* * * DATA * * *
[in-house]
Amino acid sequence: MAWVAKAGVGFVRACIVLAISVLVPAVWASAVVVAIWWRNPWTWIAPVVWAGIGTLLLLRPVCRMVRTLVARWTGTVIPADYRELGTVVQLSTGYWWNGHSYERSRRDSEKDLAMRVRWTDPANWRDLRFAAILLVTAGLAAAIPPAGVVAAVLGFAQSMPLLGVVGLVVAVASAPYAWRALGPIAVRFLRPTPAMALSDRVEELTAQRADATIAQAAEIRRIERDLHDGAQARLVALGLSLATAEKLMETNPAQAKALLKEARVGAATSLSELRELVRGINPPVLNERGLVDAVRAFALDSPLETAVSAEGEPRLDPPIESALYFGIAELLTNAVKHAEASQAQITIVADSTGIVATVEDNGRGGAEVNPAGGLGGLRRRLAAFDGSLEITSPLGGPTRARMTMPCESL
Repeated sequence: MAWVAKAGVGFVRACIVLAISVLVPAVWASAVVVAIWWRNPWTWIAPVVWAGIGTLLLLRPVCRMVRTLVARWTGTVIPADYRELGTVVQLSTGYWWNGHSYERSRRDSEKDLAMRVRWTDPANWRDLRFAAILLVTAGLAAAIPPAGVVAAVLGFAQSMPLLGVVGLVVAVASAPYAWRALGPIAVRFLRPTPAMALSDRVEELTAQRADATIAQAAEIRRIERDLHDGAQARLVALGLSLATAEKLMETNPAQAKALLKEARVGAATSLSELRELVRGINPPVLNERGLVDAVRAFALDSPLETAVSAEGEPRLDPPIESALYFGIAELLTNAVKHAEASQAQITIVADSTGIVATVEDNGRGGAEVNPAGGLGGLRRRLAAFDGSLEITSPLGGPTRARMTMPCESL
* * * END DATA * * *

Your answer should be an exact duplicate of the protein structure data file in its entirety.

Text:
[in-house]
Amino acid sequence: MAWVAKAGVGFVRACIVLAISVLVPAVWASAVVVAIWWRNPWTWIAPVVWAGIGTLLLLRPVCRMVRTLVARWTGTVIPADYRELGTVVQLSTGYWWNGHSYERSRRDSEKDLAMRVRWTDPANWRDLRFAAILLVTAGLAAAIPPAGVVAAVLGFAQSMPLLGVVGLVVAVASAPYAWRALGPIAVRFLRPTPAMALSDRVEELTAQRADATIAQAAEIRRIERDLHDGAQARLVALGLSLATAEKLMETNPAQAKALLKEARVGAATSLSELRELVRGINPPVLNERGLVDAVRAFALDSPLETAVSAEGEPRLDPPIESALYFGIAELLTNAVKHAEASQAQITIVADSTGIVATVEDNGRGGAEVNPAGGLGGLRRRLAAFDGSLEITSPLGGPTRARMTMPCESL
Repeated sequence: MAWVAKAGVGFVRACIVLAISVLVPAVWASAVVVAIWWRNPWTWIAPVVWAGIGTLLLLRPVCRMVRTLVARWTGTVIPADYRELGTVVQLSTGYWWNGHSYERSRRDSEKDLAMRVRWTDPANWRDLRFAAILLVTAGLAAAIPPAGVVAAVLGFAQSMPLLGVVGLVVAVASAPYAWRALGPIAVRFLRPTPAMALSDRVEELTAQRADATIAQAAEIRRIERDLHDGAQARLVALGLSLATAEKLMETNPAQAKALLKEARVGAATSLSELRELVRGINPPVLNERGLVDAVRAFALDSPLETAVSAEGEPRLDPPIESALYFGIAELLTNAVKHAEASQAQITIVADSTGIVATVEDNGRGGAEVNPAGGLGGLRRRLAAFDGSLEITSPLGGPTRARMTMPCESL